Thursday, 10 May 2018

Ceisteanna (288)

John Brady

Ceist:

288. Deputy John Brady asked the Minister for Employment Affairs and Social Protection the number of persons that have been through the employability service since its introduction; the number that have successfully gained employment as a result of the programme; and if she will make a statement on the matter. [20678/18]

Amharc ar fhreagra

Freagraí scríofa (Ceist ar Employment)

The EmployAbility service is a nationwide service funded by the Department of Employment Affairs and Social Protection (DEASP). The service provides employment support for people with a health condition, injury, illness or disability and a recruitment advice service for the business community to support such jobseekers. The overall objective of the service is to increase the numbers of people with disabilities participating in employment in the open labour market by helping the client of the service obtain and maintain employment (by supporting them in the workplace for up to 18 months).

The service is delivered by 23 companies who currently employ circa 155 (full-time equivalent) staff, of whom some 112 are job coaches. The service has been designed to provide intensive support for clients over an engagement period of 18 months. To this end, the service seeks to maintain a caseload client to job coach ratio of 1:25 and the service has an active caseload nationally at any one time of about 3,000 clients (or an equivalent turnover of circa 2,000 clients per year).

Responsibility for the overall management of the service transferred to the Department in 2012. The statistics requested are only available to the Department from 2010 from a number of sources, including a review of the EmployAbility service commissioned by DEASP from Indecon Economic Consultants and published in August 2016. The report recommended improvements to data collection and has provided the basis of improved collection of data by the EmployAbility companies and the Department since that time.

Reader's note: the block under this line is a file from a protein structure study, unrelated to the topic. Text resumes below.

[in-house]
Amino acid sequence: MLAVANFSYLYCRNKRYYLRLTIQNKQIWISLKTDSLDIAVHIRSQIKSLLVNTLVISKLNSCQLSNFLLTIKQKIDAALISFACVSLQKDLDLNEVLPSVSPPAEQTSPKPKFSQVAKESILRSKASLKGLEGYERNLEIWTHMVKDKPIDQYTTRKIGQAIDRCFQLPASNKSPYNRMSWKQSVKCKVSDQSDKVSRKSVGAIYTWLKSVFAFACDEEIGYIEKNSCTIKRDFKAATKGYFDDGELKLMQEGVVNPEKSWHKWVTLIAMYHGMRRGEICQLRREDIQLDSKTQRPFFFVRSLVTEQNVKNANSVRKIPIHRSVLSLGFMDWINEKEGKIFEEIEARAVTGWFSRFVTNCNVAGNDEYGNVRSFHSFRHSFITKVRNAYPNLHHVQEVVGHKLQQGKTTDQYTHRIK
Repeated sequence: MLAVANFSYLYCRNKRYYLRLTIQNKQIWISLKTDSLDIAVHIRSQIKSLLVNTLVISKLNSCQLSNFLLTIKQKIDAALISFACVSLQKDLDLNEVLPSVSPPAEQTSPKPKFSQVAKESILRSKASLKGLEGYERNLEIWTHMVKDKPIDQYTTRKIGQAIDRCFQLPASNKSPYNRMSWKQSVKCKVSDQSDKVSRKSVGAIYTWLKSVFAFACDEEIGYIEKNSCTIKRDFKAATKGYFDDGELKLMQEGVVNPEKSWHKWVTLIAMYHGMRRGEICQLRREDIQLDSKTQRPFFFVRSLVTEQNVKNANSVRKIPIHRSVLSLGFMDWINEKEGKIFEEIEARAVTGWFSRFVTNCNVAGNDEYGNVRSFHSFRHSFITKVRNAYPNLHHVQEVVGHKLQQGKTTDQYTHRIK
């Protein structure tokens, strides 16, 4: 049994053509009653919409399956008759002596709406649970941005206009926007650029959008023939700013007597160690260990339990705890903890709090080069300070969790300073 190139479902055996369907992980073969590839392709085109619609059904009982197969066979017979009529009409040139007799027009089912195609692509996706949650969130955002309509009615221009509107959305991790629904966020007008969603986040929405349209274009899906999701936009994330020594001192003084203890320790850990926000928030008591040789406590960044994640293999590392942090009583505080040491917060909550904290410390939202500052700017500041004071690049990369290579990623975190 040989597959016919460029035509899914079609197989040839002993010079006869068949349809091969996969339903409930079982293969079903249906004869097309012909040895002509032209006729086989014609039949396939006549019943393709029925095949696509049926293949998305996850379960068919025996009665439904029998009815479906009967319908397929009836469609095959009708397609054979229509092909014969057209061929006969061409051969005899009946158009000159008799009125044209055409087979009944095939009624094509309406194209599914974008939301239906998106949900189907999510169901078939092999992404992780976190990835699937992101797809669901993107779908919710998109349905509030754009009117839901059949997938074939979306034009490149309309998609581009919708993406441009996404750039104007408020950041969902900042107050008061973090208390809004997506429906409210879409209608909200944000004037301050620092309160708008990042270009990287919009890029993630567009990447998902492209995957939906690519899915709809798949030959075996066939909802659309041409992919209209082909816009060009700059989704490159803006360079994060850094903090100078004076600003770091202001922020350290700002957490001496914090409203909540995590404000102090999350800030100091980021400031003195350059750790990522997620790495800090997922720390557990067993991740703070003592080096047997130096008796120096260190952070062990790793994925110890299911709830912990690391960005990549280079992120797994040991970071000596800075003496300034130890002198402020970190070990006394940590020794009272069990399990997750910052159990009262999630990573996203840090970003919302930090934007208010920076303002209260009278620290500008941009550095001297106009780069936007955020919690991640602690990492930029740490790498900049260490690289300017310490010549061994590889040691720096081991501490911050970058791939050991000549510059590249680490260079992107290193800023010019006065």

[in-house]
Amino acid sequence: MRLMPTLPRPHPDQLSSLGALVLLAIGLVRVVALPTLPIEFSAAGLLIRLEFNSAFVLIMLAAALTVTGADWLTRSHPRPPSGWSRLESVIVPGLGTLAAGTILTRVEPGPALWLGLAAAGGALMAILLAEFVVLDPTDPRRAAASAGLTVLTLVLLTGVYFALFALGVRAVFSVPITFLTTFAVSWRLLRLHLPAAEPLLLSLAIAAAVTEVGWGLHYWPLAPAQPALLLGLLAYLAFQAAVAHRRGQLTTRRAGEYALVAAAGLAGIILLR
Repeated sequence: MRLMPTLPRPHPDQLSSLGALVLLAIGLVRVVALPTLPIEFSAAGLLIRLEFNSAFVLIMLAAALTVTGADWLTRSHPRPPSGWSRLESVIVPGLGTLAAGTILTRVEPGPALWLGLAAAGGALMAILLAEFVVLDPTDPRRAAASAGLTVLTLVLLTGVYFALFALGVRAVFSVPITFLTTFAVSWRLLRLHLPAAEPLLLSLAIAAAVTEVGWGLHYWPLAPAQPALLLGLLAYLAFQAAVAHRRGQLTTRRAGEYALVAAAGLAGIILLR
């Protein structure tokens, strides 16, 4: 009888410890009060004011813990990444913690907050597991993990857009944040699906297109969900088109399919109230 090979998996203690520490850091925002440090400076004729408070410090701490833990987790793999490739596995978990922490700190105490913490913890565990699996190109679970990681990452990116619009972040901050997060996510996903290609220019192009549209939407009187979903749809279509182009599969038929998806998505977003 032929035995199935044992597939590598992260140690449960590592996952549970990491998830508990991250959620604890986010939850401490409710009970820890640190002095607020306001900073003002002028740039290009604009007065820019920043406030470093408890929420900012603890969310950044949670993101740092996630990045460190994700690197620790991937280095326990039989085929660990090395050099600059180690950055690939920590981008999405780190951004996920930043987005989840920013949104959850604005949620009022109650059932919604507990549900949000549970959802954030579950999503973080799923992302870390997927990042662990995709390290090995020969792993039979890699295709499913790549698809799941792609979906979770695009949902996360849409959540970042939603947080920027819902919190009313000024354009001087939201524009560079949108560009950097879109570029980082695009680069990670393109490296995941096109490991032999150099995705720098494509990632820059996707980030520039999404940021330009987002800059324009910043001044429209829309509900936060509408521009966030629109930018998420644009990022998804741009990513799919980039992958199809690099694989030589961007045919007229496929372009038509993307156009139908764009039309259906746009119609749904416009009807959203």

Table 1 provides details of the number of clients on the caseload of the Employability companies at the end of each year from 2010 to 2017. Data for 2015 represents an estimate by the Department, based on data available at the time. Data since 2016 has been collated from data provided by EmployAbility companies.

Number of clients on the caseload of the Employability Service Providers.

(Figures relate to position as at end of December in each year)

Year

Total Active Clients

2010

2,704

2011

2,903

2012

2,762

2013

2,862

2014

2,936

2015

3,000

2016

3,095

2017

2,994

Notes: 2010 to 2014 data taken from Indecon review of the EmployAbility Service. The 2015 figure is a DEASP estimate. Information from 2016 onward collated by DEASP from data provided by EmployAbility companies .

Table 2 provides total number of exits from engagement with EmployAbility into employment using the Indecon report data from 2010 to 2014 and data for 2016 and 2017 collated by the Department provided by the EmployAbility companies. No estimate is available for 2015.

Number of exits into employment.

(Employment is defined as a minimum of eight {8} hours per week)

Year

Total placements in employment

2010

326

2011

379

2012

631

2013

686

2014

891

2015

N/A

2016

920

2017

1,027

Notes: 2010 to 2014 data taken from Indecon review of the EmployAbility Service. The 2015 figure is not available. Information from 2016 onward collated by DEASP from data provided by EmployAbility companies.

It is important to interpret these indicators taking account of all relevant factors. For instance, the Indecon review found that when allowance was made for clients who dropped out or did not otherwise complete the programme (due to factors including ill health), 46.9% of clients exited the programme while in employment and that 83.3% of total exits to employment were in employment 6 months after ending of support from service.

The data highlight the importance that good quality indicators and analysis can play in the overall management and development of the EmployAbility service. The Department is working with the service on an ongoing basis to improve the quality and usefulness of the data and indicators underlying the service and has introduced changes to the annual reporting of data in consultation with the service.

I trust that this clarifies the matter for the Deputy.